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World Series: One win from a title, Astros aren’t getting ahead of themselves

Astros starting pitcher Justin Verlander warms up before

Astros starting pitcher Justin Verlander warms up before Game 4 of the World Series against the Dodgers on Oct. 28, 2017, in Houston. Credit: AP / Charlie Riedel

LOS ANGELES — The Astros arrived here late Monday night one victory from the franchise’s first World Series title.

But good luck finding anyone associated with the club — which took a three-games-to-two lead over the favored Dodgers with a 13-12, 10-inning Game 5 victory that ended at 1:38 a.m. ET Monday — ready to make parade plans.

The American League Championship Series showed the Astros that, though in reverse. In that series, they were down 3-2 but won the last two games at home to advance.

“We just played the Yankees, we were down 3-2, so we know we have to be ready for Game 6,” catcher Brian McCann said. “We haven’t won anything yet.”

This is the closest the Astros have ever been to a World Series title; Houston, then a member of the National League, was swept by the White Sox in 2005 in its only other World Series appearance. This is the 56th season for the franchise, which began play in 1962 as the Houston Colt .45s.

Though they downplayed their situation, the Astros could not be happier with the Game 6 matchup. Justin Verlander, their postseason horse, will take the mound against Rich Hill. It is a rematch of Game 2, a 7-6, 11-inning Astros victory that was considered a World Series all-timer before the Game 5 all-timer surpassed it.

“It’s a good feeling,” Astros centerfielder and leadoff man George Springer said of giving Verlander the ball with the team one win from a championship. “But that’s a good team over there and they showed that they can score runs with the best of them, too. But to be heading back to LA and to be handing the ball to Verlander is . . . I love it.”

Verlander enters the game 4-0 with a 2.05 ERA in five games this postseason, four of them starts. The 34-year-old righthander, acquired minutes before the Aug. 31 deadline for postseason eligibility, went 5-0 with a 1.06 ERA in five starts to end the regular season.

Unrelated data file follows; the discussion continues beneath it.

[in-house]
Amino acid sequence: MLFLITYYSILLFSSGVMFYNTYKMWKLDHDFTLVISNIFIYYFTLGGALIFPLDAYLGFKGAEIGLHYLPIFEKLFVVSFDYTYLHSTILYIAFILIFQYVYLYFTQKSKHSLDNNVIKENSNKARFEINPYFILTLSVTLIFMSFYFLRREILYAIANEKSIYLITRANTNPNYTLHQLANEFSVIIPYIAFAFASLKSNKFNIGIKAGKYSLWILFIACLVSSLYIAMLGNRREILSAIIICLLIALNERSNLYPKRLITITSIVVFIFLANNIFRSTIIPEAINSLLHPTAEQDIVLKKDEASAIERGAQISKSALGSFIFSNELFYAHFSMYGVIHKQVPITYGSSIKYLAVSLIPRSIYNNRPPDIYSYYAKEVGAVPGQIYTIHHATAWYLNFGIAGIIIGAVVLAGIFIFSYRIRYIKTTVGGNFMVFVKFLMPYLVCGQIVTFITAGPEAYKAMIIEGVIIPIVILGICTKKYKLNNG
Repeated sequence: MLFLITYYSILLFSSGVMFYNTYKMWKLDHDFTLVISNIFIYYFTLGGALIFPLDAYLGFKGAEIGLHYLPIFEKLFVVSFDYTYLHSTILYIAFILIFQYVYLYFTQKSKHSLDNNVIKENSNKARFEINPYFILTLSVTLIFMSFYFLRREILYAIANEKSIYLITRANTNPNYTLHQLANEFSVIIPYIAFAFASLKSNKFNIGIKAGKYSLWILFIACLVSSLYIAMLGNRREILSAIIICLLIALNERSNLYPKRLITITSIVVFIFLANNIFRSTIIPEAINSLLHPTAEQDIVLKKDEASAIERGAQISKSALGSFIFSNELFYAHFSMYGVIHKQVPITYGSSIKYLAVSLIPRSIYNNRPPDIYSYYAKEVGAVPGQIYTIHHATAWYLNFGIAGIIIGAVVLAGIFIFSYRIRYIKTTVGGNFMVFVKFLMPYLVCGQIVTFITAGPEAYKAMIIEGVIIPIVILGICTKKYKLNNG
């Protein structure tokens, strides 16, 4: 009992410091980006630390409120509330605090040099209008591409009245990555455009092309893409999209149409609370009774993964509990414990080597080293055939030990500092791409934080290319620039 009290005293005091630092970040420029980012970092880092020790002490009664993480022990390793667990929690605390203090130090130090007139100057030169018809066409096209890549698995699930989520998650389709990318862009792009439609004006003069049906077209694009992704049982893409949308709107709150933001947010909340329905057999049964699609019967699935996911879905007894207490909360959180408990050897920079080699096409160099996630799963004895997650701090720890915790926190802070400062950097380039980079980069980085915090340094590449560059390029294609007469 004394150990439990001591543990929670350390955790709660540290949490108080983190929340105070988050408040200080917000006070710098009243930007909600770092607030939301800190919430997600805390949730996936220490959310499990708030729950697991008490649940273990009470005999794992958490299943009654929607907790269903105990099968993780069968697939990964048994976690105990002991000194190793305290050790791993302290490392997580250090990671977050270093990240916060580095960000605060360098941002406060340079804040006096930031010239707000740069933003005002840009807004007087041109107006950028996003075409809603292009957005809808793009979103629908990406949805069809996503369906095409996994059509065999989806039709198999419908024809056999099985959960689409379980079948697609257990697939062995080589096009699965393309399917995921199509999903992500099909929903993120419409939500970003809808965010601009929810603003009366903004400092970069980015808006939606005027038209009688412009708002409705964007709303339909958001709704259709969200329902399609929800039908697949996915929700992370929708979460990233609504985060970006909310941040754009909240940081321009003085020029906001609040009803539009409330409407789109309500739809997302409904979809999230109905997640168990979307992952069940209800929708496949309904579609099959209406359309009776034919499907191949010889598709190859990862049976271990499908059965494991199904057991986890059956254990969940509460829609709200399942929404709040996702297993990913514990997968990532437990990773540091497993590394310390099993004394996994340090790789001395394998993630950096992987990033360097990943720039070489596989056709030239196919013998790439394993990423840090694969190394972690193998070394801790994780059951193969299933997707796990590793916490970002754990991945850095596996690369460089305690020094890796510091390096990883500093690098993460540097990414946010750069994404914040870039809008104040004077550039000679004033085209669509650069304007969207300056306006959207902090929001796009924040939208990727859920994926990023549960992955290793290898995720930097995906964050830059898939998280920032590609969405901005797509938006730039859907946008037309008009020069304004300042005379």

“These are what it’s all about,” said Verlander, who pitched in two World Series with the Tigers but never won a title. “These are the moments that you want to be a part of as a baseball player. It’s everything you could ask for. And like you said, Game 6, it’s either win it to stay alive or win it to win it all. Either way, it’s going to be pretty intense.”

That his teammates have the utmost faith in him, and aren’t shy about expressing it, is important to Verlander.

“That does mean a lot,” he said. “As a baseball player, you always appreciate the respect of your teammates in the clubhouse, on the field, in all aspects. We’re like a family. We spend so much time together. For them to say that about me, that means a lot, because I take a lot of pride in going out there.”

Rookie third baseman Alex Bregman, whose walk-off single beat the Dodgers in Game 5, referenced the Astros’ two-game rally at home to beat the Yankees, but in a different context. Trailing Clayton Kershaw by four runs didn’t faze the Astros, nor did any of the other deficits they faced in the 5-hour, 17-minute marathon.

“You saw that we go down 4-0 early, but we were still smiling and having a good time, because we were going to play our game,” Bregman said. “If we were going to lose today, we were going to play our game. We were going to fight to the end.”

Bregman paused.

“I think that one thing that has helped this team is going down 3-2 to the Yankees,” he said. “Because when we got back home, as soon as we got off the plane, I think our team really decided that we’re going to play to win — and play to win, and not play not to lose. And ever since then, we’ve been playing to win every single pitch, and it’s been fun.”

It could get a lot more fun Tuesday night.

A numerical look at a memorable Game 5, the World Series and the entire postseason to date:

417: Total pitches in Game 5

169: Height in feet of Carlos Correa’s seventh-inning HR in Game 5

101: 2017 postseason HRs, a record

42: Extra-base hits in World Series

39: Singles in World Series

25: Total runs in Game 5, the second-most in World Series history.

22: HRs in World Series, a record

8: HRs allowed by Clayton Kershaw in 2017 postseason, a record

4: Swings-and-misses against Kershaw in Game 5, in 94 pitches

3: Three-run HRs in Game 5, a World Series first

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